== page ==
The Daisy Cutter and the Downfall of Charles Kennedy

Headshot of Daisy McAndrew

I thought Charles Kennedy’s statement yesterday was brave and dignified.  I am not going to comment on that.  Instead I want to reflect on the role of Daisy McAndrew in all this.

Mr Kennedy’s statement was triggered by the intelligence that ITV News chief political reporter, Daisy McAndrew, planned to report the story on the ITV evening news.

So who is Daisy McAndrew?  In the 1990s, as Daisy Sampson, she was a freelance journalist, scraping a living by hanging around the House of Commons doing tedious profiles for the (unreadable) House Magazine.

Her big break came in November 1999, when she became Press Secretary to none other than  Charles Kennedy.  In a gushing piece of self-praise, her (self authored) profile on the BBC website says:

Kennedy was widely credited as having by far the best campaign of the 2001 General Election – in no small part down to Daisy’s handling of his press and image.

Since the 2001 Election, Ms McAndrew has risen fairly rapidly, though without distinction, first co-presenting The Daily Politics with Andrew Neil (is it possible that Mr Neil chooses his co-hosts on the basis of something other than the size of their intelligence?) and then presenting the LBC evening radio programme.

At ITN, Ms McAndrew’s reporting has been pedestrian at best, and she has not broken any major stories. Her editors must have been beginning to wonder why they had appointed her.  Her ‘scoop’ yesterday, reporting the worst-kept secret in Westminster – may have lifted her reputation in the news industry.

I hope it does not.  This is not journalism, it is betrayal of confidence of a former employer.  In my view, there is little or no public interest in reporting the details of Mr Kennedy’s private medical condition. But even if there were, it was not the story that Ms McAndrew should have broken. Ms McAndrew owes a duty of confidentiality to Mr Kennedy, with whom she worked closely at a personal level.  Her career in journalism was given a significant boost by her two years working as his Press Secretary – indeed, if it were not for him, she would probably still be labouring over profiles in the House Magazine.  Now she has decided to give her career a further lift by spilling the beans on the man who gave her her first real break and whose trust she has now betrayed.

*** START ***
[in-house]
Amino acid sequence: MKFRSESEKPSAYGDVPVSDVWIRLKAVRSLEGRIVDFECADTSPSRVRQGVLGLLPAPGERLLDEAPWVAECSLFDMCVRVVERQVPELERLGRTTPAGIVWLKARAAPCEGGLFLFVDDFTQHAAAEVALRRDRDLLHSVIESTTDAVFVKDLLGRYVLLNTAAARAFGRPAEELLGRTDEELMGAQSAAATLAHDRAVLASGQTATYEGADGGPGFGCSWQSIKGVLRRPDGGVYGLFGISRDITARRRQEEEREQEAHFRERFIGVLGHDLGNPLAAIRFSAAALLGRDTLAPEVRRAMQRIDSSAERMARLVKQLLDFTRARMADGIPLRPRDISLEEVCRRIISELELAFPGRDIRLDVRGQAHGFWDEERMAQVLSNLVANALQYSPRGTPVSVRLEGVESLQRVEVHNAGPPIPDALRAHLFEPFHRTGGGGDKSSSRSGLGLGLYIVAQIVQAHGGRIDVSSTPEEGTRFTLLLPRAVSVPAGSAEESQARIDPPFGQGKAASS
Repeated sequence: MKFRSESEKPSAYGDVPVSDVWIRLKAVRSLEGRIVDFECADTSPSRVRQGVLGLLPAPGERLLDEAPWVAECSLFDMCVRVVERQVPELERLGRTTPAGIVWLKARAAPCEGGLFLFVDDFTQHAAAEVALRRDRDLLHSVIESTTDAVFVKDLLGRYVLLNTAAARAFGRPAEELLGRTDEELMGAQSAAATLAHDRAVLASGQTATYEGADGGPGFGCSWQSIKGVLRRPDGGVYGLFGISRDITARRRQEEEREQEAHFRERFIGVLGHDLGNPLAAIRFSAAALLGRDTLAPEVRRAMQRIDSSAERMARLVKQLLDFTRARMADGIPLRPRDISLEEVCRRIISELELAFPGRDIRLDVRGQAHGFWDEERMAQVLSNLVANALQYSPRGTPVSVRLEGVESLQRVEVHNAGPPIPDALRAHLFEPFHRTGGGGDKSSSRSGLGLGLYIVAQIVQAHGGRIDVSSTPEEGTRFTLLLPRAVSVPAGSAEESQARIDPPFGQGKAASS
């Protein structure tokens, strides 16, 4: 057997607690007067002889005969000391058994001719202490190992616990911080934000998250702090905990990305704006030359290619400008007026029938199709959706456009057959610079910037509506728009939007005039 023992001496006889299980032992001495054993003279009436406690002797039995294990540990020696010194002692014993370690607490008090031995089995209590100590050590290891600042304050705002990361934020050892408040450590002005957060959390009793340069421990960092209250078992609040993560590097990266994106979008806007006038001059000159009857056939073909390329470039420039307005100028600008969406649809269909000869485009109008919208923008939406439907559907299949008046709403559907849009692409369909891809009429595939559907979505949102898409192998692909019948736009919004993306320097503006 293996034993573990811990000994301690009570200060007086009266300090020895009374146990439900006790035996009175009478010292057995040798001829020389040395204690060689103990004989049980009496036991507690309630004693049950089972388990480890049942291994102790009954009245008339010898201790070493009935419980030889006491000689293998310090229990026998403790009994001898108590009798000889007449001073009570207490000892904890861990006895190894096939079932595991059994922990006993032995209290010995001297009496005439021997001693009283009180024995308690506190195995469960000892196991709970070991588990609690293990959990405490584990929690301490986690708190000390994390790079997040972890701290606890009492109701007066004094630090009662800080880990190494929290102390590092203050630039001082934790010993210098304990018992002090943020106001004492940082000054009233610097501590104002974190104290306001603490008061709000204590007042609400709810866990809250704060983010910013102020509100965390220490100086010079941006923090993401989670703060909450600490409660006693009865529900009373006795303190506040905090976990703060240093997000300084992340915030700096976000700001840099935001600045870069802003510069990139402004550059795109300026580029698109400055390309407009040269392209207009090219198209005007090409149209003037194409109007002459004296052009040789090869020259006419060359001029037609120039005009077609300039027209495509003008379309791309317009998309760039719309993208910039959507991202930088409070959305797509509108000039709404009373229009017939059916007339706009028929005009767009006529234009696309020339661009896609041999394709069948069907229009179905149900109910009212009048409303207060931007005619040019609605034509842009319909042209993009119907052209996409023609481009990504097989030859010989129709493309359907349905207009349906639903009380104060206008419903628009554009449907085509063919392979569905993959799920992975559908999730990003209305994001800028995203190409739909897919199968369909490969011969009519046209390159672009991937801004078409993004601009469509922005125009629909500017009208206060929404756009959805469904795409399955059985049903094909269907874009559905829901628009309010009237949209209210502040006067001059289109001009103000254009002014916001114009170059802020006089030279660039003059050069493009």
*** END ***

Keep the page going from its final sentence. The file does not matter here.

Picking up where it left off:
7 thoughts on “The Daisy Cutter and the Downfall of Charles Kennedy”

  1. Pingback: Tim Worstall

  2. Hopefully, with maternity leave coming up, ITN will allow Mrs McAndrew to slip into oblivion – after all whose confidence at ITN will she break when she leaves ther?

  3. I dunno Jon, see to be honest with you, i sincerely doubt if she even has that child, could it be that she slips into the unruly world of b list celebs who eat faeces off troughs for 50,000 pounds? huh???????? Its up to you.

  4. I do laugh when I see comments like those above. Has anyone considered that this was the worst kept secret in politics and that Charles knew his days were numbered – he may have considered Mrs McAndrew would be the best person to break the story. She was a trusted press secretary who served him well and performed miracles on his public persona, and he may have thought that she would treat the story in a professional manner. It is also possible since they are likely to have remained friends that he knew the story would break and that it could at least benefit the career of someone he respected.

    Owen replies: Jon – I agree that is possible.  But that is not what happened. 

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